Midsize or large? Whichever, the Traverse fits perfectly

test drive


2018 Chevrolet 
Traverse AWD 3LT Leather
• Midsize SUV/crossover, AWD
• 3.6L V6 engine, SIDI, VVT
• 9-speed automatic transmission
• Trailering equipment with cooling system
• Heavy duty roof rack
• Three-row seating with tri-zone climate control
• Bose premium 10-speaker sound
• Leather seating
• Each seat has USB charging socket
• Rear camera mirror, rear park assist, rear cross traffic alert, surround vision, lane change alert with side blind zone alert
• 5 Year/100k Powertrain Limited Warranty & Roadside Assistance. 3 Year/36k Bumper to Bumper
• 20 mpg (17/25 city/hwy)
MSRP: Around $45.7k, pictured, with dealer-installed options
As always, check with dealer for details

I have a theory when it comes to SUV sizes. They start out small, unassuming, polite.  Then, while you’re not watching, as model years progress, they grow, inching up from small to midsize to large, sometimes without changing the name in the marketing.
Sometime in the near future, perhaps 20, 25 years, they will have grown to monstrous size, dominating the very mountains with their roominess, wiping clouds off their windshields with cloud-sensing wipers. Moonroof will be a term that needs to be taken literally.
Until that strange day (which is only an educated guess on my part), you can enjoy the roomy effects of this increase in size in the 2018 Chevy Traverse.  Interchangeably called a large crossover and/or midsize SUV, the Traverse is a result of Chevy attempting to optimize vehicles for their markets.  They noticed that people that purchased the Traverse tended to need extra room for people, less for cargo, but still enough power for decent towing.  The result of the most recent redesign is the 2018 model.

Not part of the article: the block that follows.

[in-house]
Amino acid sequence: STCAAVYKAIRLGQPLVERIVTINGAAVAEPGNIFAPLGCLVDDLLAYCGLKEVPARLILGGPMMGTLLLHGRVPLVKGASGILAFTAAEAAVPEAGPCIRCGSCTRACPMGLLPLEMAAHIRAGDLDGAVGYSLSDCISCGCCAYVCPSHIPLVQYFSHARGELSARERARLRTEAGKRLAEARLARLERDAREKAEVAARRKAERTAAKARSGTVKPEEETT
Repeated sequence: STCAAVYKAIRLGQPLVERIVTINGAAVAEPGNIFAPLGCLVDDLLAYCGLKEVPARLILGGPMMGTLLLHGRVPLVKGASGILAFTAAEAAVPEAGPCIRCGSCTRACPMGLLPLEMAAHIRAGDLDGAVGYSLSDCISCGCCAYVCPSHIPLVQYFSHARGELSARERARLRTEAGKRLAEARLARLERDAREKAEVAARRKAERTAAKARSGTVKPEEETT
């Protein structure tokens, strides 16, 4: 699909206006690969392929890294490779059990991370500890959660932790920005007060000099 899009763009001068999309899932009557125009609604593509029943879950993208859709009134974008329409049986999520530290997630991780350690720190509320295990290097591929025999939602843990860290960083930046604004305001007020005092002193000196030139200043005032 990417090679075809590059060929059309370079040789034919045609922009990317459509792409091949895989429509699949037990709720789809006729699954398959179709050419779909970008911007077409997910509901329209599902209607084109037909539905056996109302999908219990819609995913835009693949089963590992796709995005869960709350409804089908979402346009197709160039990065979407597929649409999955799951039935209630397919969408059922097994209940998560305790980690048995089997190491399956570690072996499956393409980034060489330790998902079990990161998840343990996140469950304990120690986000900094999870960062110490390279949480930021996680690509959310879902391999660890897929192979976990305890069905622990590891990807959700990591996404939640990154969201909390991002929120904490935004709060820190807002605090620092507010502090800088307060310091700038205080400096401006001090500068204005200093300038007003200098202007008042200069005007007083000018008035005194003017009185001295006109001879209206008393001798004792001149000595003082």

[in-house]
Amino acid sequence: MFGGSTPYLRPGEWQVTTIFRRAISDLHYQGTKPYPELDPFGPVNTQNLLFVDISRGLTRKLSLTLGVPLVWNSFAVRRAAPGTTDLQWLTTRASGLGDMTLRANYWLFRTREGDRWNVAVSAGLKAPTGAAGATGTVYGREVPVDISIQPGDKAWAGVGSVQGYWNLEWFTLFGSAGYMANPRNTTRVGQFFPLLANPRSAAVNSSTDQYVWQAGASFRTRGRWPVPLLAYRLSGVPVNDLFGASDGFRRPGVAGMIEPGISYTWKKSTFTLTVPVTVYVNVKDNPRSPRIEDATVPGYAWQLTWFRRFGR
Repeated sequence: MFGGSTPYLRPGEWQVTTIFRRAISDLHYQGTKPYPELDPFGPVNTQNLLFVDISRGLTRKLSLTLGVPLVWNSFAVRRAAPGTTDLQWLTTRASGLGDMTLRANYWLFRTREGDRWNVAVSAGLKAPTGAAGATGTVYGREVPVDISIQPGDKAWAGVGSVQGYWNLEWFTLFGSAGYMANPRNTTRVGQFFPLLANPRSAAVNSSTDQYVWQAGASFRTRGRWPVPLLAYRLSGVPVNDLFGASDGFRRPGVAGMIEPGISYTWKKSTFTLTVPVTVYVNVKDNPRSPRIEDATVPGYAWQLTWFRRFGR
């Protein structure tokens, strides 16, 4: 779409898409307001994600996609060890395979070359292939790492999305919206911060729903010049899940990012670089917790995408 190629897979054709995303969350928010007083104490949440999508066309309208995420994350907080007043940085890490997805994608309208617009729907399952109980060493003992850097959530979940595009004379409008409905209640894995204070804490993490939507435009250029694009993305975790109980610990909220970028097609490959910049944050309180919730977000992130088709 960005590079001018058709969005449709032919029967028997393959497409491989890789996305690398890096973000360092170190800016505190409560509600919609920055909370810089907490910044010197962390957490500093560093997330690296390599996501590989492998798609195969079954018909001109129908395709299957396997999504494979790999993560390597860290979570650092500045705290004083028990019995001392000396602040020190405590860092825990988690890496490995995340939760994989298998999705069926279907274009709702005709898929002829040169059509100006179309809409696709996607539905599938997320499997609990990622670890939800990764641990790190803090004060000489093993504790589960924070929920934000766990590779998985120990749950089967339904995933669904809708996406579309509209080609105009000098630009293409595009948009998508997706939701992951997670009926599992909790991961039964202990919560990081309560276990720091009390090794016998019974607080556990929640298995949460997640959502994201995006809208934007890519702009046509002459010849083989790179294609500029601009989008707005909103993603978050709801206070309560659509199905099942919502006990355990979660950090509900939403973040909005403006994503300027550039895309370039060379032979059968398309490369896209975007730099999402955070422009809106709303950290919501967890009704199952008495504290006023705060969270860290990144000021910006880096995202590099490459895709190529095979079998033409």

The Traverse is built on a unibody frame. Often called a car-like frame, the unibody is a plate that the rest of the vehicle is placed upon, rather than an underlying literal frame (common among pickup trucks, off-road vehicles and others that need stiffness and towing capacity).
The unibody provides a remarkably pleasant drive. As large as it is, the Traverse was very civilized on the road, driving like a large, comfortable car.  This is helped by the engine, with a quietly hefty 310 horsepower, the vehicle accelerated easily and smoothly.
What makes the Traverse special (even in previous incarnations) is that it provides this car-like ride with a decent amount of towing capacity.  In the 2018 model, it’s rated up to 5,000 pounds, making it perfect for towing a boat or a camper, as well as loading the family and a few friends in the cabin, with what may well be more room than the full-size Tahoe.
The 3LT I drove provided a well appointed cabin to put them in as well.  Each seat in the interior has access to its own USB charger, which in this fascinating modern era we live in, is nigh essential.  Beyond that simply smart feature, the gray leather is simple and easy on the eyes, the dash is simplified as well, without being awash in buttons, utilizing the touchscreen system to great effect.
The seating is smart, easy to adjust, and comfortable, with second-row captain’s chairs and third row 60/40 bench seating.
While not a true off-road vehicle, the Traverse AWD comes with a smart AWD system that you can adjust from 2WD to AWD to Off-Road with a dial on the center console. 
Larger than its predecessor, the Traverse fills a neat slot in the Chevy lineup, providing passenger space with power and enough towing for most needs and coupling it with a decent fuel rating and comfortable drive.
Remember, according to my theory, in a few years they may be bigger than your house, so you should check them out at their spacious but reasonable size now at Ed Bozarth Chevrolet Buick.

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